Things started out well enough...
(dissolve to crowded swanky dining/bar spot, interior, night)
Northside Social. Long time heard-abouter, first time diner. Food and atmosphere, great. This is a real neighborhood place. Friendly regulars made us feel welcome immediately. Dude even got up and offered the lady his stool, a scarce commodity at 7:30pm, and not the least bit begrudgingly. When the food came, my new friend and NS regular Donna insisted I take her stool while I ate. Everyone around us was having a good time and quick to chat. We even got ourselves invited to a house party/concert for tonight.
Then we high-tailed it over to Birdy's for some live music (CD release party for Finest Grain). Super bonus, the appearance of my dear friend Nora. Good music, great company. Perfect Friday night.
Alarm erupted at 6:30am. Uhg.
This was a moment. A moment when I have to decide whether to do what I want to do (stay in the warm, soft, cozy-as-all-get-out bed, and go back to sleep, for maybe a week), or do what I should do (ignore the mild hangover headache, curse myself for not drinking more water, again, throw off the warm, soft, cozy covers, swing my legs over the side, and take that first step to the floor... into the morning, and head downtown for my race).
I hate those moments. Way too often, I opt for warm/soft/cozy. This morning, I fought it off.
My reward? The Polar Bear. A 5-mile run in downtown Indianapolis.
Doesn't that polar bear look pissed? Is it pissed at St. Franics Hospital and Health Centers? Nah. I'm guessing a "global warming is melting my habitat" thing.
Wouldn't you be pissed if someone was causing your neighborhood to, you know, melt? Neighborhood associations go ballistic if the utility company wants to install a booster station on their holy ground. Imagine if the utility company made your neighborhood melt! Good thing polar bears don't have lawyers.
The Polar Bear used to be the first race of the season, and huge. Hadn't done it in years, but the new downtown course, start and end at the historic City Market, and the fact that Marty's store, the best damn running store on the planet, was a sponsor, I was ready to jump back in.
Marty set me up with a secret parking place and a number. I got there in plenty of time to stretch and socialize. Things were going along just grand...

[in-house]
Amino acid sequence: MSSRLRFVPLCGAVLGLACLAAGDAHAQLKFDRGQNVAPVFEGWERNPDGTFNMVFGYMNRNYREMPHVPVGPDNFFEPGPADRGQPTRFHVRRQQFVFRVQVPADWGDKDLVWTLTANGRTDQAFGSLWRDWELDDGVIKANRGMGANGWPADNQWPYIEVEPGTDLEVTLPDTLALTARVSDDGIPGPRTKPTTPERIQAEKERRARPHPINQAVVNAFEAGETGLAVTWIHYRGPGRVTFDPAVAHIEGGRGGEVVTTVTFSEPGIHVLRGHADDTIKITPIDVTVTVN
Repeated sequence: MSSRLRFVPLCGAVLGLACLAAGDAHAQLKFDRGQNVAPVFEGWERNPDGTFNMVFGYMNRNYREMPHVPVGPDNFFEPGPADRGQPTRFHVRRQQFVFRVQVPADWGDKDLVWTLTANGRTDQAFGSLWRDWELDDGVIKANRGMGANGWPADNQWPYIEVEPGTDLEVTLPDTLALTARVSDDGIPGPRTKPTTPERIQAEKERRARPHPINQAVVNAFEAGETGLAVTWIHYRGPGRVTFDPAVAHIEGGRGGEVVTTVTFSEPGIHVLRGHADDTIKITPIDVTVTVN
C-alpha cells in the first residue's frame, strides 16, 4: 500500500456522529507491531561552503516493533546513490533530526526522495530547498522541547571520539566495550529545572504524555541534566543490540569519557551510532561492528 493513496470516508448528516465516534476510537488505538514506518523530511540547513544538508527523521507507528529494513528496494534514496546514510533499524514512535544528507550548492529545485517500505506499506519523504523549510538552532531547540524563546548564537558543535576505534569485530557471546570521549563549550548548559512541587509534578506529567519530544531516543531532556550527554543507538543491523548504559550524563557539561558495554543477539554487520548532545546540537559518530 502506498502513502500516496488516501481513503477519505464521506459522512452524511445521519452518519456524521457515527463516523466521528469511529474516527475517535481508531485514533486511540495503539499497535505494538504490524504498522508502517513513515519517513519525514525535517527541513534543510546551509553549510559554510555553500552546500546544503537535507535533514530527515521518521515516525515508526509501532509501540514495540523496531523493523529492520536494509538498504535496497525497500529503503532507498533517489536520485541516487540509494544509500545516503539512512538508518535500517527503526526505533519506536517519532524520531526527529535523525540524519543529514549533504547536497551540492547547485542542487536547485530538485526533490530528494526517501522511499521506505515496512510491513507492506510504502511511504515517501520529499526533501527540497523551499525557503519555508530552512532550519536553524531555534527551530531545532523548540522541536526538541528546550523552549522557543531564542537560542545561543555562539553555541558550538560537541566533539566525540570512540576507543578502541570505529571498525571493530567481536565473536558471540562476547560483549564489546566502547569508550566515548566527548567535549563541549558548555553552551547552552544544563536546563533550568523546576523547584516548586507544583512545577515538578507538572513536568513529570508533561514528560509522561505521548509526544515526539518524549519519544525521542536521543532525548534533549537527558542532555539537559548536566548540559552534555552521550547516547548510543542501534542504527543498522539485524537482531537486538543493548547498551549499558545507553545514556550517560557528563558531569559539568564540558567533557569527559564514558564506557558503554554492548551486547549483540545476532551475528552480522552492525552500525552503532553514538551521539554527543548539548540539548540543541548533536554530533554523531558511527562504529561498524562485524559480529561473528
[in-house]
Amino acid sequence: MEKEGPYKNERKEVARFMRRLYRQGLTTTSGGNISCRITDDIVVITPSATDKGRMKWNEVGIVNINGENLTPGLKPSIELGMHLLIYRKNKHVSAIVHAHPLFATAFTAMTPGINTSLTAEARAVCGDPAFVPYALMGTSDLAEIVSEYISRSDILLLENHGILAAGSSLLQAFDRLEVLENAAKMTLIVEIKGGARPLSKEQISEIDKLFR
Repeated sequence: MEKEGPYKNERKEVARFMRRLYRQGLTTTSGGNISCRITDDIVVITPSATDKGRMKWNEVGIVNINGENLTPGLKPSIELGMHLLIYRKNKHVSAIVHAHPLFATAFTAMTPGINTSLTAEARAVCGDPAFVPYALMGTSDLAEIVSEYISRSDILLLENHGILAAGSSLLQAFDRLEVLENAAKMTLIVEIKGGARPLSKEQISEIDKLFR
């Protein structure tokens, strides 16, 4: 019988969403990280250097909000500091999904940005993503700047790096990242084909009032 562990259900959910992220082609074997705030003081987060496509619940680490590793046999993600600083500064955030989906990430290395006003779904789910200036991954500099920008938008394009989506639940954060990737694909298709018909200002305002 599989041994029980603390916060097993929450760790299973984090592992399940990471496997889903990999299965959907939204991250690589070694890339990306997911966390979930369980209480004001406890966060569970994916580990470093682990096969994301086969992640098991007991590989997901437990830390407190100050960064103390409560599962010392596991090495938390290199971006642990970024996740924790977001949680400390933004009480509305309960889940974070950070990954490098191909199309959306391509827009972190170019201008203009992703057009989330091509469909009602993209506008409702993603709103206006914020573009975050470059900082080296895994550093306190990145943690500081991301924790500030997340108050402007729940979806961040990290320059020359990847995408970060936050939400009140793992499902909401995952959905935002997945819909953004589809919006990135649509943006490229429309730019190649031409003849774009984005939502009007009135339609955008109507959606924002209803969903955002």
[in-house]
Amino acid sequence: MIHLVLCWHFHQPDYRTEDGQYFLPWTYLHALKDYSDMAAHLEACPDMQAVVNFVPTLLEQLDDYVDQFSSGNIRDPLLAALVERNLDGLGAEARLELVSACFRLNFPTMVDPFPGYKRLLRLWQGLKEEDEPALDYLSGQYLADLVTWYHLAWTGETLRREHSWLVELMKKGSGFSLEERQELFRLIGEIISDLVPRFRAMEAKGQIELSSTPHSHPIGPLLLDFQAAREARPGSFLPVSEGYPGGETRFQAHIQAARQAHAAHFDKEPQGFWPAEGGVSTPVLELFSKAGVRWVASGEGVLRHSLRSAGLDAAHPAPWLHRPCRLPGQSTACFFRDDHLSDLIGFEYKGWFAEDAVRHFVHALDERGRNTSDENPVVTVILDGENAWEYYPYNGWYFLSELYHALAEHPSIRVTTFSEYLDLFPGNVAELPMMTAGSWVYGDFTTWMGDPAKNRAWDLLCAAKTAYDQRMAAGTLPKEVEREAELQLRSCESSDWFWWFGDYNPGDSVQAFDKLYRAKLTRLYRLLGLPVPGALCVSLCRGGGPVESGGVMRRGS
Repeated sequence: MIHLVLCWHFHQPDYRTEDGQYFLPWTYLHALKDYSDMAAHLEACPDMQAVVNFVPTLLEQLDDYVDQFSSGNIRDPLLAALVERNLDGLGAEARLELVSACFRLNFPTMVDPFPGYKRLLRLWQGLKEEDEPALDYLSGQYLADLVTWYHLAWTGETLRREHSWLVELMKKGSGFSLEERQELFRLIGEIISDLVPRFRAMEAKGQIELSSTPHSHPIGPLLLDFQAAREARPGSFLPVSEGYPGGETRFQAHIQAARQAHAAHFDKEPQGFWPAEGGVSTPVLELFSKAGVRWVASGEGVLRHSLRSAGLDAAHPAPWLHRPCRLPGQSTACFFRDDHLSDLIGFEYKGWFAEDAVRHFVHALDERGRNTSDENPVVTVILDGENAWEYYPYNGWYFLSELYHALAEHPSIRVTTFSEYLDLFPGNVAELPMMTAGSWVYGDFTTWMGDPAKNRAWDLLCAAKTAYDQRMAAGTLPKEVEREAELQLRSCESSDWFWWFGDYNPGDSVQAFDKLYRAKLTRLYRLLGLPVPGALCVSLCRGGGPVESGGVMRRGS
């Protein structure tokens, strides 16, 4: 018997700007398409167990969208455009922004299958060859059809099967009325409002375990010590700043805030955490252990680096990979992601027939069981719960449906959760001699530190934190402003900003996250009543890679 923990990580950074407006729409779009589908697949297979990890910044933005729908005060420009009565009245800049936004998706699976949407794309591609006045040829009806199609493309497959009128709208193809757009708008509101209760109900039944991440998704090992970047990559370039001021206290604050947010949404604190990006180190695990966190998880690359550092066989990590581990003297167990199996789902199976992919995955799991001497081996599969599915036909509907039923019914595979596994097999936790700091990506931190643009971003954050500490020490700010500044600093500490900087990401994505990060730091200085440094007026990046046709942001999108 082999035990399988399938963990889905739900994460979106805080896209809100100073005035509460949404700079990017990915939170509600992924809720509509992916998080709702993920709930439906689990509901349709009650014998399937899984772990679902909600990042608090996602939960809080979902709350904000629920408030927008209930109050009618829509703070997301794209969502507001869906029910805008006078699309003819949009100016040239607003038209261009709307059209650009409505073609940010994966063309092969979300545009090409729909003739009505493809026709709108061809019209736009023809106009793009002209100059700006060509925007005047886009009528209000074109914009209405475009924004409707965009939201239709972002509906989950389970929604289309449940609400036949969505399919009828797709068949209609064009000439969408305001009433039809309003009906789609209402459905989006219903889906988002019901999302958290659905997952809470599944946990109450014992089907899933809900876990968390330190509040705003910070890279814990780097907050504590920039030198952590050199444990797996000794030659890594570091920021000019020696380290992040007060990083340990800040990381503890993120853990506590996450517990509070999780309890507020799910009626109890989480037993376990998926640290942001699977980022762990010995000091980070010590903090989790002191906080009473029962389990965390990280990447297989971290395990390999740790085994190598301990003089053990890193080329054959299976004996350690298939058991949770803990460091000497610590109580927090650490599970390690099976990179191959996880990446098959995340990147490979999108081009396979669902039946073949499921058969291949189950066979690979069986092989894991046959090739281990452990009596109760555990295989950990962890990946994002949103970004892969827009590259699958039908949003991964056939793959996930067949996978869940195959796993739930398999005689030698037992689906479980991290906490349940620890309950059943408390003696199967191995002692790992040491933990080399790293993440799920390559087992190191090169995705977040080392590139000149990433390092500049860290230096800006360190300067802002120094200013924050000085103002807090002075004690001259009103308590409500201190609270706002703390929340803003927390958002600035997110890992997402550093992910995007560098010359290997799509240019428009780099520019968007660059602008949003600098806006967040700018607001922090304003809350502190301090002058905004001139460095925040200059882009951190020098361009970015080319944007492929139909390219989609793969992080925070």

Went to change into my race shoes and synch my GPS watch. For those unfamiliar, these watches use GPS to the course of a track a run, as well as report your pace, distance, and in my case even my heart rate. Awesome technology that fits on a wrist. And not cheap.
These watches need to find their position on the planet (don't we all). This requires a line-of-sight to the sky. While I was changing my shoes, I put my watch on a window sill to synch.
Anyway, after changing my shoes, my watch was still searching the sky. I walked about 30 feet to put my other shoes into a safe place near Marty's stuff. I was gone maybe 20 seconds.
When I returned... you all see this coming, right?... the watch was gone.
There was a pico-second of disbelief. Checked my wrist. Nope. Pocket. Nope. My shoes that I just took off. Nope. I'd left it on the sill, across the table from a mom, and as fast as you can say "people suck" it was gone.
The race was about to start. No time for a tantrum. I told Marty what happened. Shrugged. Went out to the starting line.
I have to admit, I was surprised how calm I was about the whole thing. I just let it go.
Didn't hurt that I had a fun 5-miler right in front of me to take the edge off.
I ran, I'll say it, great! Smooth, easy first mile. Slowly fell into a groove once I warmed up. Steadily got faster throughout the race. Finished with a long, sustained kick.
The downtown course took us around the iconic Soldiers and Sailors monument.
Wonder how long that kick was and how fast I was going there at the end? Hmmm. Let me check my GPS watch... stupid jerk.
51 days of running, of taking note of my own needs and making them top priority for just a few minutes a day, has definitely mellowed me out. I feel more in control of my life. When something out of my control happens, well, that's just an incident. It's not yet another log on the bonfire.
Republican version of the Polar Bear. Smiling. Much less pissed.
Probably massive injections of Xanax.
When I finished the race, cooled down, had some water and a banana and a cookie, I found Marty. He'd had the PA guy announce the lost watch, had looked around for it himself, and finally told me I could have his watch since he doesn't use it much anyway.
Not all people suck.
Numbers: 5 miles. Oh, and... ahem... Hey! Jag-Off McDouche who stole my watch! About the time you figure out how to work the buttons, which I'm guessing will tax the gerbil-on-a-wheel you pass off as a brain, the battery will be dead. Without the dock, you can't charge it. Idiot. Your "intellect" probably can't process this, but you've just committed a crime, and sucked in a cool metric ton of bad karma, for nothing.